Waco name returns and new models weather the market crash
The year 1929 brought one more name change to the history of Waco. Although doing business previously as the Advance Aircraft Company, the name Waco was synonymous with the aircraft they were building. In June 1929, Clayton Brukner had the name of the company formally changed to Waco Aircraft Company. No longer would there be any confusion who was building the most popular aircraft in the United States.
Following the stock market crash of October 1929, many companies simply folded. Waco Aircraft Company instead had on the drawing board a new airplane, the Waco Model F (RNF, KNF, INF, MNF). Arriving in 1930, this new design was used to replace the aging OX-5 powered ships with a new “Sportsman” class airplane offered with four different engines of various horsepower ranging from 100-125 h.p. Sales went so well they decided to continue this model through 1931. Another craze was sweeping the country and that was gliding. Waco designed a single-place Primary glider known as the Waco NAZ. The Model NAZ sold for under $1000 and could be purchased as basically a kit that you assembled yourself.
Cabin Models and other new designs
1931 saw the very first cabin-model Waco, the Model QDC. This was a four-place cabin biplane powered by a 165 h.p. Continental A-70. Performance was good and the airplane soon was being sold in good numbers. Waco also updated the first F-series with a new version known as the F-2, featuring a larger engine ( Continental 165 h.p. or 170 h.p. Jacobs), redesigned landing gear, metal ailerons, and some minor changes to structure in both the wings and fuselage.
The years 1932 – 1934 saw a continuation of the F-series with the UBF-2/PBF-2, the UMF-3/YMF-3, and finally the CPF, and UMF-5/YMF-5. A new side-by-side open cockpit model was introduced in 1932 with the IBA, RBA, PBA and UBA. The cabin series advanced in terms or streamlining, lengthening and widening the fuselage, and more horsepower. The first military models sold to the U. S. Navy, the XJW-1 (UBF-2) were sold in 1934 for use as parasite fighters to be carried aloft in the rigid airships U.S.S. Akron and Macon. An export military fighter version came to fruition with the Waco D models (S3HD-A, WHD) in hopes the foreign market would expand even further.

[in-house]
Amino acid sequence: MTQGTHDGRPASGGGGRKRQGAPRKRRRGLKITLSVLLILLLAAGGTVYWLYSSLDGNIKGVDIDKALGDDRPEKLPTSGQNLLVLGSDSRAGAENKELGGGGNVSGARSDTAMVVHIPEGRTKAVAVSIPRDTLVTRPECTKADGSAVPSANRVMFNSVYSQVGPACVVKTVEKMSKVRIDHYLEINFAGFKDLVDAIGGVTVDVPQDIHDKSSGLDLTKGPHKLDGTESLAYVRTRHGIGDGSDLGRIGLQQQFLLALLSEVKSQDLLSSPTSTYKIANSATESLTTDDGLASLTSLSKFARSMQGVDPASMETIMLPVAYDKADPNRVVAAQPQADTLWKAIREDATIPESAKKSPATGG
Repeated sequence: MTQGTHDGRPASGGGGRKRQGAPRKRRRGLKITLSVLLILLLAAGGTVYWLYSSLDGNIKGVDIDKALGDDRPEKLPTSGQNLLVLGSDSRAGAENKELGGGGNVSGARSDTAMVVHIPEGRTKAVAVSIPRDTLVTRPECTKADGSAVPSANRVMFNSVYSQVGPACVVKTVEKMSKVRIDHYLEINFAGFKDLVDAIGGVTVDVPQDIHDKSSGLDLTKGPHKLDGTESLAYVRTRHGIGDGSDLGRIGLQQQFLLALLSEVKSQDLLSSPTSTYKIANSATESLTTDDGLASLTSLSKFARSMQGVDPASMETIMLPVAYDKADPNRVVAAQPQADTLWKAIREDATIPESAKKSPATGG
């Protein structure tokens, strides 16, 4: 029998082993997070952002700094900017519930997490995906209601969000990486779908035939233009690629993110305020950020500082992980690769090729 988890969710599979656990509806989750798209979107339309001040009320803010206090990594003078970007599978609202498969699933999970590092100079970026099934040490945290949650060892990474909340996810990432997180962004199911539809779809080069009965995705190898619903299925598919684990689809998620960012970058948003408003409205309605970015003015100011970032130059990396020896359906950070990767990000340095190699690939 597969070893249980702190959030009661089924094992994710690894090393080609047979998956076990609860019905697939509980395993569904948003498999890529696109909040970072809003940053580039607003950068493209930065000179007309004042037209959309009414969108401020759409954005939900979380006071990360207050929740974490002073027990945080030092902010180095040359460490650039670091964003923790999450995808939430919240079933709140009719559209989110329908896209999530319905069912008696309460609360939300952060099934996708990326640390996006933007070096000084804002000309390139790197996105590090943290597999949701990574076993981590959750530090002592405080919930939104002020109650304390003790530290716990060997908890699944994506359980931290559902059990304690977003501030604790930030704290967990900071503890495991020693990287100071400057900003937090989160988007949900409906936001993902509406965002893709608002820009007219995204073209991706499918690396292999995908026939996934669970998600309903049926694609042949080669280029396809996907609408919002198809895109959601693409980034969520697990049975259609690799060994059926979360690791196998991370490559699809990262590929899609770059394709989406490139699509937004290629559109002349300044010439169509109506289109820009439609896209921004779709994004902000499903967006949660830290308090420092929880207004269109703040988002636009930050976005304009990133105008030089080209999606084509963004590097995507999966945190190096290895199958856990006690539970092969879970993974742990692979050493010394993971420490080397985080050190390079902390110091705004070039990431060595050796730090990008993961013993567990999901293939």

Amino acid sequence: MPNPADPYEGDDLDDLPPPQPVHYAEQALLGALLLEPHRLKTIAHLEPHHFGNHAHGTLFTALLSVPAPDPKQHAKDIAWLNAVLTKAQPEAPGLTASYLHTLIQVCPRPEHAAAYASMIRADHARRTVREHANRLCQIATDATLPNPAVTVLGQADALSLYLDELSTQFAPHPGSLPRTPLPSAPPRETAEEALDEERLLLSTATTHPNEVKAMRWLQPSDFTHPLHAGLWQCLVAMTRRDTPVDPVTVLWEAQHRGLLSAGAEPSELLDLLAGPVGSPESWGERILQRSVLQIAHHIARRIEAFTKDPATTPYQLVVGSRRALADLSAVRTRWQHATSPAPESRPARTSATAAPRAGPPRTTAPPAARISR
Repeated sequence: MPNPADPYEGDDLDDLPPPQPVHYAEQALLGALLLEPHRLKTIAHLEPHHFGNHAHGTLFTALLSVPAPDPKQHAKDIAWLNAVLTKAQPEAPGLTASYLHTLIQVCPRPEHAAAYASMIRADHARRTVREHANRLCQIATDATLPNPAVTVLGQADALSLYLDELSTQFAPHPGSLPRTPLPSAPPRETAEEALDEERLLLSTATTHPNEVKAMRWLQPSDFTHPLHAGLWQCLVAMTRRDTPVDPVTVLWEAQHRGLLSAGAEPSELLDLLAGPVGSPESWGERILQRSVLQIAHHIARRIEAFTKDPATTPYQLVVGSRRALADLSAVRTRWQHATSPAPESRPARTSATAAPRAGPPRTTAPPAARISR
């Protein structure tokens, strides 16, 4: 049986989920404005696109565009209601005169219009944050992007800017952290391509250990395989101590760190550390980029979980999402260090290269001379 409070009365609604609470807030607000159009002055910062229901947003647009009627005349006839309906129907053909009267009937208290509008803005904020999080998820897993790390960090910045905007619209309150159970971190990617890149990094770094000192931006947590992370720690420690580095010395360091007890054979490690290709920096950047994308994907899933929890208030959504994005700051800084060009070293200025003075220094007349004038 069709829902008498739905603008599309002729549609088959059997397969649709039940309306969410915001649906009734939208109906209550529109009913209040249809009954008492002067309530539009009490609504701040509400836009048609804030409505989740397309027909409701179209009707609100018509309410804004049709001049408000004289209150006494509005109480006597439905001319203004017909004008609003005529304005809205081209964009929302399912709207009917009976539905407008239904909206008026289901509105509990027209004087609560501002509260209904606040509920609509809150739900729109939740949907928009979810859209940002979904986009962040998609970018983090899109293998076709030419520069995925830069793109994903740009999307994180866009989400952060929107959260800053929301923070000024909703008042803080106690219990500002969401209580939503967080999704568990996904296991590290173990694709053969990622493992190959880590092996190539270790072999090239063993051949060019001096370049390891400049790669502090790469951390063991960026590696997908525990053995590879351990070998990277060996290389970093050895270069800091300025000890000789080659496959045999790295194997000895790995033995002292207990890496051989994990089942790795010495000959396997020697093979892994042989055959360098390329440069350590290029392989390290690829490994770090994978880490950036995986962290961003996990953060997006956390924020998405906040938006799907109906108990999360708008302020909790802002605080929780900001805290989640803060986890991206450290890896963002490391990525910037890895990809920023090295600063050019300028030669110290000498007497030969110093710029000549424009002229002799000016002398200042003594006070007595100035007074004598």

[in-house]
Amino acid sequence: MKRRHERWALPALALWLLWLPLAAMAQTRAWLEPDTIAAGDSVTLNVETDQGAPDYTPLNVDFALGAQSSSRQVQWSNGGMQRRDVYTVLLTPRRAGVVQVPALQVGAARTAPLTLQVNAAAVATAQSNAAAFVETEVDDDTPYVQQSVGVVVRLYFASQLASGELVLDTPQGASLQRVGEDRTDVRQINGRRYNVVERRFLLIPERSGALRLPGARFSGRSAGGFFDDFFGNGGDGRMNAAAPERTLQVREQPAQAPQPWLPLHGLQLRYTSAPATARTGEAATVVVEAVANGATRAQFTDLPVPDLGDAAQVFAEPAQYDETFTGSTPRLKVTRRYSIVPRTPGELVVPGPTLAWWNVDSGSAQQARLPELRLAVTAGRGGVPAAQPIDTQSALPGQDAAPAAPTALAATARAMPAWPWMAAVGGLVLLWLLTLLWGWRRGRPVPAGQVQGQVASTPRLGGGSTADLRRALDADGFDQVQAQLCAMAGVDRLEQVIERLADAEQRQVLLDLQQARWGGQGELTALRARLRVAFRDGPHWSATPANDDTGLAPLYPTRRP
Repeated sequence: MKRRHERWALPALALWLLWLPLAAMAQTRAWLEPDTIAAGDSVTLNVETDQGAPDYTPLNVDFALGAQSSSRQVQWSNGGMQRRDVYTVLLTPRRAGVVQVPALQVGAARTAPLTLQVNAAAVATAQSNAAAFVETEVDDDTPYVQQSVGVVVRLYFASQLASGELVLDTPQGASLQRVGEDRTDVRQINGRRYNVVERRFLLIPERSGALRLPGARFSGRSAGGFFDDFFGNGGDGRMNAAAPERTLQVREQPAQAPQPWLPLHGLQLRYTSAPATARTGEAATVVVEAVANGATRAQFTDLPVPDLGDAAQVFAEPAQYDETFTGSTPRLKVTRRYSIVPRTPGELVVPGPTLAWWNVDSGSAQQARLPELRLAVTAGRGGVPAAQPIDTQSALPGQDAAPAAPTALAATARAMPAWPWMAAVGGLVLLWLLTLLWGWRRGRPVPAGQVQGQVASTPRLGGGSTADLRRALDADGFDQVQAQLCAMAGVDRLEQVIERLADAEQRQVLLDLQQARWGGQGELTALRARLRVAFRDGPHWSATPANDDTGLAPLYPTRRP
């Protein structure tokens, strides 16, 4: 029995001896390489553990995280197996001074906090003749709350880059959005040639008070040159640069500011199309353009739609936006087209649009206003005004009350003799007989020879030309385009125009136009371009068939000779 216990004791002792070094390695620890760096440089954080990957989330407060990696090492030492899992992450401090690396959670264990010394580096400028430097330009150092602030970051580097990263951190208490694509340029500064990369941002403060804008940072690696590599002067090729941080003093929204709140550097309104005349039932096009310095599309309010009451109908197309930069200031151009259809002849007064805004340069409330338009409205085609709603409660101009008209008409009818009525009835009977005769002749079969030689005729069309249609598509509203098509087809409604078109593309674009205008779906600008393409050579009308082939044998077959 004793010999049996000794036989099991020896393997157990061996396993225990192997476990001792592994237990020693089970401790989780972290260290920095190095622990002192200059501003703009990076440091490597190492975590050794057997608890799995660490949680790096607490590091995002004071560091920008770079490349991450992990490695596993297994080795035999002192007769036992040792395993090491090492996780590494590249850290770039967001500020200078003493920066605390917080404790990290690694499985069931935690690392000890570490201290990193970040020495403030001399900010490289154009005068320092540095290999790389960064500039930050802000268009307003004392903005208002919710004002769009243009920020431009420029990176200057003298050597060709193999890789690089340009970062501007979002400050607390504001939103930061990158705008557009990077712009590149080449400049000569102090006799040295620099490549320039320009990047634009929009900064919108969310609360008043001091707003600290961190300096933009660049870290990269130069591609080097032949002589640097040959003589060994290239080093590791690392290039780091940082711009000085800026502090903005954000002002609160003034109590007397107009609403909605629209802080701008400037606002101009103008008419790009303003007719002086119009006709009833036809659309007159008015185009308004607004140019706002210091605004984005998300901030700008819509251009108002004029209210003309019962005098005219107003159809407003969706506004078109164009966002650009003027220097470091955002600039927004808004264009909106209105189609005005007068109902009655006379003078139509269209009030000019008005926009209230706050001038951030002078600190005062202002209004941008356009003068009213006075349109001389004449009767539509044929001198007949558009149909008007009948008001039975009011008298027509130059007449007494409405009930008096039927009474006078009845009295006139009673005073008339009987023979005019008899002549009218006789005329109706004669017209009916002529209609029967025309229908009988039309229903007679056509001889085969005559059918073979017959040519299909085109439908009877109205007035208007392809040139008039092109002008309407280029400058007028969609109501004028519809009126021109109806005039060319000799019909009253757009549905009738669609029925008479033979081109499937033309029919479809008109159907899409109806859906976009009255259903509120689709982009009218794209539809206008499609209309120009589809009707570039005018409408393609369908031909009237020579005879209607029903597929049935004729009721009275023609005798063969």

In 1935, the Waco Aircraft Company introduced their new Custom Cabin series with the YOC and CUC. The Custom Cabin was characterized by a longer fuselage, a totally new tail design, new landing gear design and the fact that it was in fact a sesquiplane, meaning the lower wings were one half the square area of the upper wings. This new design was faster then the previous Waco Cabins by a good margin and could carry a larger load.
Waco shocked the aviation community again in 1937, with the introduction of their new tri-cycle geared Waco AVN-7 Cabin biplane, which developed into the AVN-8/ZVN-8 series. This design brought out the ease of landing, regardless of wind, and was one of the very first manufacturers to successfully sell such an airplane.